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  • One of my greatest misgivings about this generation has been the downfall of Call of Duty as a great and trusted annual multiplayer shooter. What once felt like an event gave way to something more akin to an annual monetization strategy. Microtransactions and expensive season passes joined forces to propel the series into extremely unfortunate territory, while the persistent push for future settings divided fans.

    This year's reboot of Modern Warfare loses everything that has made this generation of Call of Duty so unlikable. Instead Infinity Ward chose to make the single best Call of Duty game since at least the first Black Ops, released way back in 2010. This is Infinity Ward finally firing on all cylinders again, and the result is a game that just feels natural and player-friendly, two words that simply cannot be used to describe this series over the last several years.

  • I had an intense PUBG phase in early 2018, but all things fade away. Apex Legends resold me on the idea of battle royale with its fantastic map design, character abilities, and terrific gunplay. But being able to respawn back into the fight might be its greatest idea, giving everyone a chance to avoid the pointless frustration of dying early and having no choice but to quit and try again.

  • Resident Evil 2 has some truly frustrating moments, but this engine looks so incredible and it feels so great to play that I can't be mad at it forever. Playing through RE 2, with RE 7 being the only other game I had played, inspired me to finally check out the rest of the series this year. And now I'm hoping and praying Resident Evil 4 can get this treatment someday. It doesn't need it, but boy do I want to see it.

  • The world of Metro Exodus is beautiful in a very Fallout 3 kind of way. There's devastation all around and monsters lurking about, but people are still getting by as best they can. Exodus is incredibly compelling, so much so that, even as I struggled against the game's rickety movement and questionable combat, I still explored every nook and cranny for whatever I could find. I can't wait to play it again.

  • I've said it before and I'll say it again: I love a good epidemic. As a backdrop, anyway. A Plague Tale is a terrifyingly grim adventure through France's death by a one-two punch of rat disease and English inquisition. I adore its characters and the bonds they form as they stealth their way past swarms of rodents and halberds, never quite putting any distance between themselves and certain death.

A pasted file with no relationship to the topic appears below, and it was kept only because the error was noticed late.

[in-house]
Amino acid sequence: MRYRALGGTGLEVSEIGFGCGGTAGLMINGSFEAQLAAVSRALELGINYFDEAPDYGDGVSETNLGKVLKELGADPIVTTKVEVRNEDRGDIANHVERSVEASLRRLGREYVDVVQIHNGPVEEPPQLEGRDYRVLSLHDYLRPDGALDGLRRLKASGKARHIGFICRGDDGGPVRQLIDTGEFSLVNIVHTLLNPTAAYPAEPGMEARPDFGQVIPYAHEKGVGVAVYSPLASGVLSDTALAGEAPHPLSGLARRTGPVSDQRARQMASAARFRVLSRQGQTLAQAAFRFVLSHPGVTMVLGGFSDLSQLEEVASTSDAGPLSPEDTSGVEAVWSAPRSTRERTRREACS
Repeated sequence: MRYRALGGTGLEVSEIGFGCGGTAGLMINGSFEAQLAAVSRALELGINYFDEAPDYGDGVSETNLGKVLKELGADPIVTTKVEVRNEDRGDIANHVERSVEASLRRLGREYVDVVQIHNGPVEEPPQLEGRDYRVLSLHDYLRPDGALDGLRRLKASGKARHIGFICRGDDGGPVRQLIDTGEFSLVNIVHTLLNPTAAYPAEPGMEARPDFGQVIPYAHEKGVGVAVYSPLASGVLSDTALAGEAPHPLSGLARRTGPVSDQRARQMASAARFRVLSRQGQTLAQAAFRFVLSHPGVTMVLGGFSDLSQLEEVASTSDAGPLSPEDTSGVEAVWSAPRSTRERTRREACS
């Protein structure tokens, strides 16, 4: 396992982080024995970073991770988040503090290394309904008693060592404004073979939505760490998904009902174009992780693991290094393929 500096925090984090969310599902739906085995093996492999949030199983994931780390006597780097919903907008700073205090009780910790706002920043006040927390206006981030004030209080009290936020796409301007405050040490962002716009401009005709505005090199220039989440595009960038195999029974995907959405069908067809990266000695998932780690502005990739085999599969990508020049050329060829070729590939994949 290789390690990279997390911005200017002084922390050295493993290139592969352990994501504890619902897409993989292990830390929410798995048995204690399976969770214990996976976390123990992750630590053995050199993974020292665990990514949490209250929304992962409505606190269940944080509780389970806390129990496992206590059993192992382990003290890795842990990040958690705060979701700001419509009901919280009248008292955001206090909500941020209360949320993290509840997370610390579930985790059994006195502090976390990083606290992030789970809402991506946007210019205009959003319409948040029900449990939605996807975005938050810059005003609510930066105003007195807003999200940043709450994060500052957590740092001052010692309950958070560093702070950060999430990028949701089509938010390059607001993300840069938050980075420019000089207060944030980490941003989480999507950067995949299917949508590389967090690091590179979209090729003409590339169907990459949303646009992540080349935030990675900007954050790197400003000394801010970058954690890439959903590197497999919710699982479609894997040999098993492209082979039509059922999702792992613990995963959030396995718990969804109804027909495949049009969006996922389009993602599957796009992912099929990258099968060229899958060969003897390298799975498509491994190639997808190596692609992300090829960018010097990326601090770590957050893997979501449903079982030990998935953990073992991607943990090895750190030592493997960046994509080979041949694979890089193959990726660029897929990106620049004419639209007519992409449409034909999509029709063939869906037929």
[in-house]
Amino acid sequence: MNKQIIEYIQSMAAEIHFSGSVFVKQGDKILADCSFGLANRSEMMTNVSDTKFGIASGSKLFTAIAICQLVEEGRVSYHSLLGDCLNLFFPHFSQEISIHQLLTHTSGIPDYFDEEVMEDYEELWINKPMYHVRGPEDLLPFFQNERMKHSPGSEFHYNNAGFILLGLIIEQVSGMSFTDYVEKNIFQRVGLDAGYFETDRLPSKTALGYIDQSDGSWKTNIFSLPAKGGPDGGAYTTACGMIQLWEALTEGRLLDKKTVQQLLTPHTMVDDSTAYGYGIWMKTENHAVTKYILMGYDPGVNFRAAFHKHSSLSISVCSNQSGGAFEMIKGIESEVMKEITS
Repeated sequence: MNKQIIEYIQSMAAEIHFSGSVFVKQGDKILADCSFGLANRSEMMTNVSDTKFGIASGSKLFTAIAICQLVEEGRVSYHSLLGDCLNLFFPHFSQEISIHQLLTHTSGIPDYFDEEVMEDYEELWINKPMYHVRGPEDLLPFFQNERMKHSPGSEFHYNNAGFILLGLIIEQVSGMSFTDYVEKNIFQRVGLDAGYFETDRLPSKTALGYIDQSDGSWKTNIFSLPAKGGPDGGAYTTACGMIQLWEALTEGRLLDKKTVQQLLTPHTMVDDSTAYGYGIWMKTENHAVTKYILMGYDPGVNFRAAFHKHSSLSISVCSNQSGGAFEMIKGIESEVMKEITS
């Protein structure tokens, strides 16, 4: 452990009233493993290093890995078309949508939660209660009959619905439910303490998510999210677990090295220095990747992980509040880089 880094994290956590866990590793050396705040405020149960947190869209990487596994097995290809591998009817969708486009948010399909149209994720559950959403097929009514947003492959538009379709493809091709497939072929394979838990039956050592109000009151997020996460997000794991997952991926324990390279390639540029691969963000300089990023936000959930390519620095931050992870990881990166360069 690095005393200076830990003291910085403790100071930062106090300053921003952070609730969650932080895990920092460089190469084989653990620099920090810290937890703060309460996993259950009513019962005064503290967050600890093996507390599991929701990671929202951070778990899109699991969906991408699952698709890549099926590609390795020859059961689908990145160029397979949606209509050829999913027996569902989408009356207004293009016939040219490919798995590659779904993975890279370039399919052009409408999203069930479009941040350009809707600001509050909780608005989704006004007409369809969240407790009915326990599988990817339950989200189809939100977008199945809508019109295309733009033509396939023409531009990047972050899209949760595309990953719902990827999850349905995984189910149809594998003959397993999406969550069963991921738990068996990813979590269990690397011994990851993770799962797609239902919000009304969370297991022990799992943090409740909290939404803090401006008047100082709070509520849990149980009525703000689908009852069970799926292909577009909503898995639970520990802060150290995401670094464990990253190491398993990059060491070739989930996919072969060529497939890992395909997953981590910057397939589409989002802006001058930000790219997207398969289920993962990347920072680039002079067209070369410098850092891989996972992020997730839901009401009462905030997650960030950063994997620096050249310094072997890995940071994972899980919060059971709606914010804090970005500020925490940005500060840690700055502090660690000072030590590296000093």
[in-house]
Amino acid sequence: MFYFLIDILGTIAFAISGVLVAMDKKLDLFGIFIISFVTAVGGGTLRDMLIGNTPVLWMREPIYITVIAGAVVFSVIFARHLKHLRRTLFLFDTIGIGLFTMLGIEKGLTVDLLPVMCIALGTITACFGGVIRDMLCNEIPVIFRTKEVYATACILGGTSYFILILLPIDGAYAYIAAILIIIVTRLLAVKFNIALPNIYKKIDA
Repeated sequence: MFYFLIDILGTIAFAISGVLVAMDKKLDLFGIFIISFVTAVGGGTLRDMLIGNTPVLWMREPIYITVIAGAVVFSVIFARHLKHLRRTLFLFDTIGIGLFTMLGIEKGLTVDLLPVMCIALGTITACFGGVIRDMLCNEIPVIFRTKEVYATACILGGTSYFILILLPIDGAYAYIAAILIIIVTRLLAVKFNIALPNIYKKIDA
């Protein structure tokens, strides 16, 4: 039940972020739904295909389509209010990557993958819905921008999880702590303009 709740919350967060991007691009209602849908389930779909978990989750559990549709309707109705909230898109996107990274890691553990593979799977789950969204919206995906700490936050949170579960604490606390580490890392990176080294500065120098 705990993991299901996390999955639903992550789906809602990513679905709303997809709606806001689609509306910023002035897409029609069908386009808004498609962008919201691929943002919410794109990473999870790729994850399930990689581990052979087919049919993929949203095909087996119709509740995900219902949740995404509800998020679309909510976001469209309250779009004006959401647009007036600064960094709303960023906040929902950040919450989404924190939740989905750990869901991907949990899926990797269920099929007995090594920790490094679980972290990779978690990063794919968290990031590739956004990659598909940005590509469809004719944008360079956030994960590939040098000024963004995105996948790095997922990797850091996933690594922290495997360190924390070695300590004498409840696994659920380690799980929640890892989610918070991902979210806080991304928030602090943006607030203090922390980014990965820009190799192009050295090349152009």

• I didn't grow up playing Mario. Super Mario Maker 2 is, in fact, my first real 2D Mario game, and I love it. I haven't spent as much time as I wish I was building levels, but truth be told I just don't have the Mario literacy to pull off anything worth playing. Seeing what other people have created is endless fun, and the recent addition of a Link powerup that gives you sword and bow abilities is just amazing. I can't wait to see what people do with that.

  • Void Bastards is such a cool game and it definitely has the greatest premise of 2019. A prison ship is stranded in space with thousands of prisoners on board, and the AI overseer decides the only course of action is to send them out one by one to scavenge what they can for the vessel. What follows is a ridiculous series of violent shenanigans and audacious gambles into deep space.

  • The combat and story of Death Stranding are both probably the worst of 2019, but everything else about playing the game was a top 10 experience for me this year. I genuinely, passionately enjoy the moment-to-moment gameplay of Death Stranding. Deliveries are satisfying to complete, and traversing the environment gives a terrific and physical sense of movement. Seeing the world populate with structures and signs left by other players strengthens the game's focus on community, both in its narrative and gameplay, without ever showing you another player. It's really cool. I just wish I didn't hate every time someone is talking in this game.

  • This is a weird one. There's virtually nothing about the actual playing of Sayonara Wild Hearts that resonates with me whatsoever. But it gets a spot here because the soundtrack has become one of my favorite albums. I listened to it obsessively this year.

  • When listing the 2019 games I had played this year, I was left with nine games I felt good about and two that I didn't. Initially I had resigned to just putting one of those two in the number 10 spot in order to preserve some kind of self-proposed release date sanctity, but truthfully I've been so impressed by Battlefield V lately that I just couldn't let one of those two games beat it out.

    And this shocks me. For the first year of its existence, Battlefield V was to me the most disappointing entry in series history. But now the game finally has a level of content and a sense of purpose that were both missing when it released last year. I can't wait to see what's next for Battlefield V, and I'm so happy about that.